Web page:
The Wisdom of Crowds – YeBu Style
In his 2004 book, The Wisdom of Crowds, James Surowiecki explored the many situations in which the collective wisdom of a group will surpass that of its smartest individual members. Surowiecki opens with an example reported by statistician and polymath Sir Francis Galton in 1906. Galton was attending a country fair and observed a weight-guessing lottery in which fair goers were invited to guess the weight of a dressed and butchered ox. About 800 people participated, with the person producing the closest guess winning a prize. Galton managed to talk the promoter into giving him the jar full of everyone’s guesses and proceeded to analyze it. What he found was that the average of all the guesses was within one pound of the actual weight of 1,198 pounds, far closer than the actual winning guess.
This same wisdom of crowds manifests itself in the economy as a whole and stock markets in particular. The many “guesses” of stock market investors, all arriving with their non-overlapping bits of information, push prices up and down to arrive at a consensus price representing the collective wisdom of the market. It has been shown time and again that this consensus price is more likely to be right than the best judgment of any given individual. This is why our investment approach is designed to harness that consensus – that wisdom of crowds – rather than trying to outsmart it.
Which brings us to the little experiment we conducted on March 14 at our Virginia office client event. We filled a large container with M&Ms and invited each of our attendees to submit a guess as to the true number contained therein.
Everyone in attendance contributed a guess using various methodologies. Some googled the weight of a pound of M&Ms and then tried to estimate the weight of our collection, minus the weight of the container itself. Others tried to estimate the width and height in units of M&Ms and multiply their way to an answer. Others plucked an estimate from thin air, so to speak. All in all, we collected 24 estimates of the total number.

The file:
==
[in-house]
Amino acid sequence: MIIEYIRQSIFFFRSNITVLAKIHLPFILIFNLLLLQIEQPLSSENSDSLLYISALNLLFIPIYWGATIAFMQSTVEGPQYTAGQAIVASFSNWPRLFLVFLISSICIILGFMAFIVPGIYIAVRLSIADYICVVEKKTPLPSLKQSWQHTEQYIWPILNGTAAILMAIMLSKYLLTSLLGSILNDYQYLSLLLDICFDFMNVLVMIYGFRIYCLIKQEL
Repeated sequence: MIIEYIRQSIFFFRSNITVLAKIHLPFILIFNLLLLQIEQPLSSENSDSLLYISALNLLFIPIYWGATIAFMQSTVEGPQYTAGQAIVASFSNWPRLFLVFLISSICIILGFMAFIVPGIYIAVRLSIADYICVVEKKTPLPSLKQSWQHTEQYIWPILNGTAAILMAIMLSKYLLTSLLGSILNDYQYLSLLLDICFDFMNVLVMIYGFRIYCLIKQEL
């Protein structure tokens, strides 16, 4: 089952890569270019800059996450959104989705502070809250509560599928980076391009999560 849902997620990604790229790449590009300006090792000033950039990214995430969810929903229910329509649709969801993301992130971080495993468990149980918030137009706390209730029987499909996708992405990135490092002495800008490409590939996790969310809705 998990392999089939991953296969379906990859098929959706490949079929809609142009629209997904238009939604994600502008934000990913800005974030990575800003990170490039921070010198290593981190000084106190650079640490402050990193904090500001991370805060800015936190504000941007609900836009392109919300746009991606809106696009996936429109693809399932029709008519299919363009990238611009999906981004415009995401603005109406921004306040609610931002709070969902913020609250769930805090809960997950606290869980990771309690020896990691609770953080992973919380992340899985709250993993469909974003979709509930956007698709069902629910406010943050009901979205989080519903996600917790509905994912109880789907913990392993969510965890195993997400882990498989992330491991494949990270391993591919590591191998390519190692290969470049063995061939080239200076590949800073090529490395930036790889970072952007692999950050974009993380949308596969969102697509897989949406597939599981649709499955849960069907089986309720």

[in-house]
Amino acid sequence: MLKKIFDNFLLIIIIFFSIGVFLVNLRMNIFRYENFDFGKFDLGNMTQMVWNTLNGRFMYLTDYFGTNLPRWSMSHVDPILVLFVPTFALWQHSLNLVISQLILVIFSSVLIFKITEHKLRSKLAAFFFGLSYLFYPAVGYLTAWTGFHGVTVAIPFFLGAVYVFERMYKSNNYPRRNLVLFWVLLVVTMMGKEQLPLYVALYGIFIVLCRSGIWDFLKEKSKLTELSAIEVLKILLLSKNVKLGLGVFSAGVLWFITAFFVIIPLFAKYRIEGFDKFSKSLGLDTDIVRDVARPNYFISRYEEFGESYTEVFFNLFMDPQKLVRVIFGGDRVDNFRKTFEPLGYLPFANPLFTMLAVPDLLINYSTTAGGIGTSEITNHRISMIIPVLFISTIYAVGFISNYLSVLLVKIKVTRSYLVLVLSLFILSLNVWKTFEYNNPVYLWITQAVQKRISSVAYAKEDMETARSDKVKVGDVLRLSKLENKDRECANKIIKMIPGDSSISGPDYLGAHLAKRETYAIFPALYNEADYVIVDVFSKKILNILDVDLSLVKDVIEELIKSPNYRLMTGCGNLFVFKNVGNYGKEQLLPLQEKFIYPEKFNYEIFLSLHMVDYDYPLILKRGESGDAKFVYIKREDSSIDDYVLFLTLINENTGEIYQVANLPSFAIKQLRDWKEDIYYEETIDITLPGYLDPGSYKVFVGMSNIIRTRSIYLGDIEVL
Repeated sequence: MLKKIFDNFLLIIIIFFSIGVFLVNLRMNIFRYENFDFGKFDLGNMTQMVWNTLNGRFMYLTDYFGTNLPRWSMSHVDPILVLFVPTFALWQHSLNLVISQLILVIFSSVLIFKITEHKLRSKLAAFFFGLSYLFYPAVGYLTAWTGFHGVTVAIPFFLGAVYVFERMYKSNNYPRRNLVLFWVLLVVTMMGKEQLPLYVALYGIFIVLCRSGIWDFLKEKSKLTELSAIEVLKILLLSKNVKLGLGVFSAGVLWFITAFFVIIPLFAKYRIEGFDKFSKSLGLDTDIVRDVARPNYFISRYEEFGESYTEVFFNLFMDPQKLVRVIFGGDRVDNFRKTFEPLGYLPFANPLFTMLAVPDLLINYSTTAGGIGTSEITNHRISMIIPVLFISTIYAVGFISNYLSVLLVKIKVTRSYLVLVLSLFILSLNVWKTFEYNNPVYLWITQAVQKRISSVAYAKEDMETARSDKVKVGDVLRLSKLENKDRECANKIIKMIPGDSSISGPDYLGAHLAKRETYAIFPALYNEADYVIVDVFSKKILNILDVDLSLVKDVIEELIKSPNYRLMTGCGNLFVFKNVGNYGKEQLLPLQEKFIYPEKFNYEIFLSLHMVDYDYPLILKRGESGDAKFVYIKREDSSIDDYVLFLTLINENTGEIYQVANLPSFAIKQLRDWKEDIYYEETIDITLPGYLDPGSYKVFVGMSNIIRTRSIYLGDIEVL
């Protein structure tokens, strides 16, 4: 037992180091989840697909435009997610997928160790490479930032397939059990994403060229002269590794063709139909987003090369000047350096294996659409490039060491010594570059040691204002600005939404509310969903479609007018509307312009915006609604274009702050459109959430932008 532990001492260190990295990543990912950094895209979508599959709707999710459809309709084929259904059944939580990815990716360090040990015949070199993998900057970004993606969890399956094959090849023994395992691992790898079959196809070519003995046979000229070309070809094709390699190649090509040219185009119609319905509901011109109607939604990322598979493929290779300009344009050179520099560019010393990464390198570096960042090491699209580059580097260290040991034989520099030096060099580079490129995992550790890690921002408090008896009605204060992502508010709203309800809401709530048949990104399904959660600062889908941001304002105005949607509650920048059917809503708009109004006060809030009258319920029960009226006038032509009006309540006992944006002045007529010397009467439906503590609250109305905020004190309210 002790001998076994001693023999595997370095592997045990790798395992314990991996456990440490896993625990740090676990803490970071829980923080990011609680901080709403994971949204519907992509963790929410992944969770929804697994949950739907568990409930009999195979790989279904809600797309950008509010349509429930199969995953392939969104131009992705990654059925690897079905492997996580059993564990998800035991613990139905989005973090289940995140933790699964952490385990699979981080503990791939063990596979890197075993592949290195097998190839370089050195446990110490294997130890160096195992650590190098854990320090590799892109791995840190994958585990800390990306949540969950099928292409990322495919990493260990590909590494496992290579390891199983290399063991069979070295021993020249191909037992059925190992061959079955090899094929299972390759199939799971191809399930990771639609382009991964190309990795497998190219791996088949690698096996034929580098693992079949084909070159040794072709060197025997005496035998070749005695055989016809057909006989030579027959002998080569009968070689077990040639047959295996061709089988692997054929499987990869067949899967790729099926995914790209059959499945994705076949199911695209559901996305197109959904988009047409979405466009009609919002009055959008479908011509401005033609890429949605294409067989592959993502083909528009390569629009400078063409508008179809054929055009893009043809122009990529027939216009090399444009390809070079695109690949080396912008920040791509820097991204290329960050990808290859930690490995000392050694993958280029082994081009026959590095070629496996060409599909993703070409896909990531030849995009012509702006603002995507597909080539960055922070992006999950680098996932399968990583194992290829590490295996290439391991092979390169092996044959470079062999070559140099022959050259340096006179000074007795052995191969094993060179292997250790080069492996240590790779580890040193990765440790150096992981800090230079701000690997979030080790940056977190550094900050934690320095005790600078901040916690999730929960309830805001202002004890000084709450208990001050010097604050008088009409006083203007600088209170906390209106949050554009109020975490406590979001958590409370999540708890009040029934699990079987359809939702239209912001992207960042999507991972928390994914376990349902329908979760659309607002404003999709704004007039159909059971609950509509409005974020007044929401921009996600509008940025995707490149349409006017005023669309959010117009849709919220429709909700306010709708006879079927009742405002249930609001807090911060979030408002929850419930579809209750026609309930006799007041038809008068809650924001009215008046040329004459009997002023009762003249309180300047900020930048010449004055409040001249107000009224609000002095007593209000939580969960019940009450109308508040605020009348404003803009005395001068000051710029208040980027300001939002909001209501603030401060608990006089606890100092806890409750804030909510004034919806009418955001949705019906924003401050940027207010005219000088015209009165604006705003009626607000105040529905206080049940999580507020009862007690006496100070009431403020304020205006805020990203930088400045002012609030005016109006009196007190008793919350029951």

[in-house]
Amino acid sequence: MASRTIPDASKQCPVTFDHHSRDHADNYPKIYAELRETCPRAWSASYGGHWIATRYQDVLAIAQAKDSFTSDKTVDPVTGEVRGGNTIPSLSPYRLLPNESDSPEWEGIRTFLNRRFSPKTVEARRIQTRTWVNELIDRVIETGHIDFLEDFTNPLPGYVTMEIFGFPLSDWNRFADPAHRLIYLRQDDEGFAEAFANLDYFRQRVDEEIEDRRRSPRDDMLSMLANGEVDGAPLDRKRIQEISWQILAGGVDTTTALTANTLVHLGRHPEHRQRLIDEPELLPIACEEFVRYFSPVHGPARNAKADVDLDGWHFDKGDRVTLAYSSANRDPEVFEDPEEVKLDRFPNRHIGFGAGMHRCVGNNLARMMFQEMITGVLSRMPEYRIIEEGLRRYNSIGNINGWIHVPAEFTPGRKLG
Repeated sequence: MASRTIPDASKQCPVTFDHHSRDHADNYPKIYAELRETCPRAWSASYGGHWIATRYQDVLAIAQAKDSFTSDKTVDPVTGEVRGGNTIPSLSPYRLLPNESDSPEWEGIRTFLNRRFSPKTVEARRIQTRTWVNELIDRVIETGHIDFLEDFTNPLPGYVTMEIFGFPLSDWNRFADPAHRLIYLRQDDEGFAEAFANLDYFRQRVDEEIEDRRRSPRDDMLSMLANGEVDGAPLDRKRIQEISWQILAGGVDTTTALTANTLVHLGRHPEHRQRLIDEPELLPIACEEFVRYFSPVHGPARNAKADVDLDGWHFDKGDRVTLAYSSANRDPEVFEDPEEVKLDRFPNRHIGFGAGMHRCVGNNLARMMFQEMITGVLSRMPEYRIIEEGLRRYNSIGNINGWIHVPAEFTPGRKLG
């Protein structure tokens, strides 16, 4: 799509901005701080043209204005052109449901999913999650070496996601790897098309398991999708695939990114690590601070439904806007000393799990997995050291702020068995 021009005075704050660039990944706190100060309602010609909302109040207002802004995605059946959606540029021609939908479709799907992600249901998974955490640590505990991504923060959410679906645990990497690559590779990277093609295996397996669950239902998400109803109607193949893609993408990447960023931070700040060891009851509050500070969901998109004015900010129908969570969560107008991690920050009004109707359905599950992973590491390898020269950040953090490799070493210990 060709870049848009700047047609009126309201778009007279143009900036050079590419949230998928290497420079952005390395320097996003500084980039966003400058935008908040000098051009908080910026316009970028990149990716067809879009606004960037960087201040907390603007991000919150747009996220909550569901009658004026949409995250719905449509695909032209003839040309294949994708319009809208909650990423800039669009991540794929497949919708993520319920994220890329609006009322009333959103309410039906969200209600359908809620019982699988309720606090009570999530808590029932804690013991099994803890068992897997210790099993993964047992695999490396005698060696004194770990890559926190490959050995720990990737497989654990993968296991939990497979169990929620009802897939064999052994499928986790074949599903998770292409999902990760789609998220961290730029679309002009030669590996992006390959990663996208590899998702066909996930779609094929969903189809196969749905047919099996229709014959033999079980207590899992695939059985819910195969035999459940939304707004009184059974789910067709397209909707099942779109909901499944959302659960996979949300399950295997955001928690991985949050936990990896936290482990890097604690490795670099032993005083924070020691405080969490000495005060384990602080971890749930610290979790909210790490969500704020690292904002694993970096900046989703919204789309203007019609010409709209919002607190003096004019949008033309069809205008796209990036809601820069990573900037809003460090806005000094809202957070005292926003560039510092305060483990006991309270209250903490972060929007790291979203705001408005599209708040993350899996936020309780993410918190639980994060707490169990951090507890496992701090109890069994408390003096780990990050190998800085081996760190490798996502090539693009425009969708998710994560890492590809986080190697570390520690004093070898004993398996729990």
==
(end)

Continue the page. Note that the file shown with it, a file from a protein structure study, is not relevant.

An analysis of those estimates showed that they ranged widely, from a low of 700 to a high of more than 6,000. The actual number was 2,133.
The average of those wide-ranging guesses was 2,137, within 4 of the actual number of 2,133. The amazing part is that it took just 24 guesses to converge on a point that close to the actual.
Which leads us to the somewhat unexpected. Below is another graphical representation of the guesses made, with the red bar showing the closest individual guess.
We discussed the matter with our own Jennifer Micieli, who was responsible for this amazing feat. Here was her “scientific” methodology:
“I thought the number was somewhere in the neighborhood of 2,000, but I don’t like zeros, so I decided to round up to 2,100. My favorite number, meanwhile, is three. But I didn’t want to guess 2,130 because, again, I don’t like zeros. So I doubled my favorite number, arriving at a final guess of 2,133.”
In the same way, there are always so many active stock pickers in the world that someone is “guessing right,” whatever their methodology. It’s replicability that matters, and every systematic study of “persistence” among successful stock-pickers shows that today’s success is no predictor of tomorrow’s. We’ll be interested to see how well Ms. Micieli performs the next time we attempt a “wisdom of crowds” experiment.
Frankly, the early results of her March Madness bracket are not encouraging . . .